Communications and politics in a time of COVID-19

Andrew Smith, Senior Account Executive of Murray looks at the last hundred days…

Ireland recently passed a significant anniversary – one hundred days since the first case of Covid-19 was officially diagnosed in the country.

It’s hard to remember that a General Election even happened this year given the all-consuming nature of the Covid emergency. However, as fears surrounding the pandemic start to ease, attention now turns to the next Government, following agreement between the leaders of Fine Gael, Fianna Fail and the Green Party.

 That agreement took its time.  Four months since the election, had things moved more quickly we could have been analysing the first hundred days of a new Government around now, instead of speculating over the makeup of a new cabinet..

Ministers could have started implementing new policies. If there had been no Covid crisis we would be tentatively looking towards a budget where tax cuts and increased spending might have been expected.

But the General Election produced a monumental shift.  It placed our two largest parties, Fine Gael and Fianna Fail, closer than ever before.  A virus which began in lands far from ours landed in late February and took hold of our economy and everyday life.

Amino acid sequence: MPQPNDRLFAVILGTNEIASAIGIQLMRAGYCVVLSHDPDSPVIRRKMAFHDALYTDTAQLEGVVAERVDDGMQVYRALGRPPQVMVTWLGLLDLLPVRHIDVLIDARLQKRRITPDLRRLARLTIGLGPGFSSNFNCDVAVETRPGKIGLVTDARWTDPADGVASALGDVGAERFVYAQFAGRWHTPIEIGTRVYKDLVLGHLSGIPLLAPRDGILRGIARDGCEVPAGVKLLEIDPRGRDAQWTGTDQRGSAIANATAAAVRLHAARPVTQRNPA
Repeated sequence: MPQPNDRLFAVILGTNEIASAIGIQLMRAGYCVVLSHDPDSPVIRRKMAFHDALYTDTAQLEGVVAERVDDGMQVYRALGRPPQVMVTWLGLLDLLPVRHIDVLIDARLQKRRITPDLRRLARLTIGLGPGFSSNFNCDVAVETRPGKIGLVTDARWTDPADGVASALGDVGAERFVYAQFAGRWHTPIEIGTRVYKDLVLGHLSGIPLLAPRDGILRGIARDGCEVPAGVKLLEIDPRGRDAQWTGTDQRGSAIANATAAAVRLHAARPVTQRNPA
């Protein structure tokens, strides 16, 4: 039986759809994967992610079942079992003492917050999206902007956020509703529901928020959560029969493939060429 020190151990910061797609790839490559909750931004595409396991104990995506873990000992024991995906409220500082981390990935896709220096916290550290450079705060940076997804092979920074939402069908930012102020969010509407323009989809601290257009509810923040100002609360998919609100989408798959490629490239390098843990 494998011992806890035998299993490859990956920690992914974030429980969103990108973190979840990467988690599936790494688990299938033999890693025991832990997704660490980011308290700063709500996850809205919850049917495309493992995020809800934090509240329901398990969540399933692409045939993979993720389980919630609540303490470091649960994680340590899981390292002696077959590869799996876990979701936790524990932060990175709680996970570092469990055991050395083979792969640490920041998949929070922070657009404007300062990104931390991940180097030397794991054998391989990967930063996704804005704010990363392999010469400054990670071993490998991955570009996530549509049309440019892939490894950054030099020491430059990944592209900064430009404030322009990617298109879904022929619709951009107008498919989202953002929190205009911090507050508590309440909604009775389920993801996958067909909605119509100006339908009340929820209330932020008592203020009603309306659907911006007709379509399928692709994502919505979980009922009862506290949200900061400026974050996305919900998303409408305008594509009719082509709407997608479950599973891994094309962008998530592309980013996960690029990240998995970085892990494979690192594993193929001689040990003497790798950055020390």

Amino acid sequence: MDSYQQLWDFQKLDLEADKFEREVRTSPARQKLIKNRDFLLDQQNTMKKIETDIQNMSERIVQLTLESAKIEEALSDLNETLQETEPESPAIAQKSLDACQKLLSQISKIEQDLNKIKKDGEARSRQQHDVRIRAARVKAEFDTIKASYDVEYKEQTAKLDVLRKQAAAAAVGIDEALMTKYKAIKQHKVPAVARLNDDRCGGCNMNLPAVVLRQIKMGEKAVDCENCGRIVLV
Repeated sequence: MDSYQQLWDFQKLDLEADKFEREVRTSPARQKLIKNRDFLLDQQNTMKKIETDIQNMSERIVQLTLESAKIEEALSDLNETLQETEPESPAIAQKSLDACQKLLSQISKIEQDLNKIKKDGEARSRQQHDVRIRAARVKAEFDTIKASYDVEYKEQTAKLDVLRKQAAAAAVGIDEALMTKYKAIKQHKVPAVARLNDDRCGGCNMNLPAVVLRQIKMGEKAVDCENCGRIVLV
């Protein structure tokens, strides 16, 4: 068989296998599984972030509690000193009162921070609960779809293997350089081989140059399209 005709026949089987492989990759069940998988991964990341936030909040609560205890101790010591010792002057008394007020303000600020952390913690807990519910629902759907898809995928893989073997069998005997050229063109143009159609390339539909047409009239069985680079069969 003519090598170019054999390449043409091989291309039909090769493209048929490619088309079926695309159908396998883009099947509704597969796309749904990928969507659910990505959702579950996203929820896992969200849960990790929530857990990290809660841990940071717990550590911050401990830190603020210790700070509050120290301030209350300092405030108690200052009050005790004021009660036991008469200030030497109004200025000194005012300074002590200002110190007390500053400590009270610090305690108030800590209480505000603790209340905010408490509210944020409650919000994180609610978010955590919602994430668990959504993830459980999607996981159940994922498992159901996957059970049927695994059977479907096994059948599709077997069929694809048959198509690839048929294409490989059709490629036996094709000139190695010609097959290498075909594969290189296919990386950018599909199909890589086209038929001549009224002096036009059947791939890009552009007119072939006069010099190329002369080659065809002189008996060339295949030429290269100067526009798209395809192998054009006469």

You have to go back to the 31st of January for the first statement from the National Public Health Emergency Team relating to Coronavirus. We were preoccupied that day with Britain leaving the European Union (remember Brexit, anyone?).  NPHET’s statement may have gone unnoticed then but NPHET is now a household name. Tony Holohan is a familiar face, and his measured and candid daily briefings on the worst of news have been widely praised in many quarters across the political divide.

A decision was taken early on in this emergency that our response would be led by public health officials, using evidence and scientific data to inform the hard decisions. Holohan, Nolan, de Gascun et al became the medium through which we have come to understand and, it must be said, effectively tackle Covid-19. Varadkar, Harris and Coveney have made selected appearances, saved in the main for bigger moments.

In time, I think it likely we’ll reflect on the level of prominence of our medical professionals as a deliberate political strategy within the overall response to Covid-19. Ireland was in a precarious political situation in mid-February; a caretaker Government, a restless Fianna Fail, a resurgent Sinn Fein. On the face of it, this was not the strongest position for a State to be in as it began to respond to Covid-19.

A rushed rainbow coalition might have had to work hard to gain momentum in the delivery of information and effectiveness of response. Another minority Government with the same challenges as before would have been much more open to collapse. Sinn Fein at the helm would have been starting from scratch in a scenario where relationships are fundamental. Those relationships cannot be understated at a time of crisis.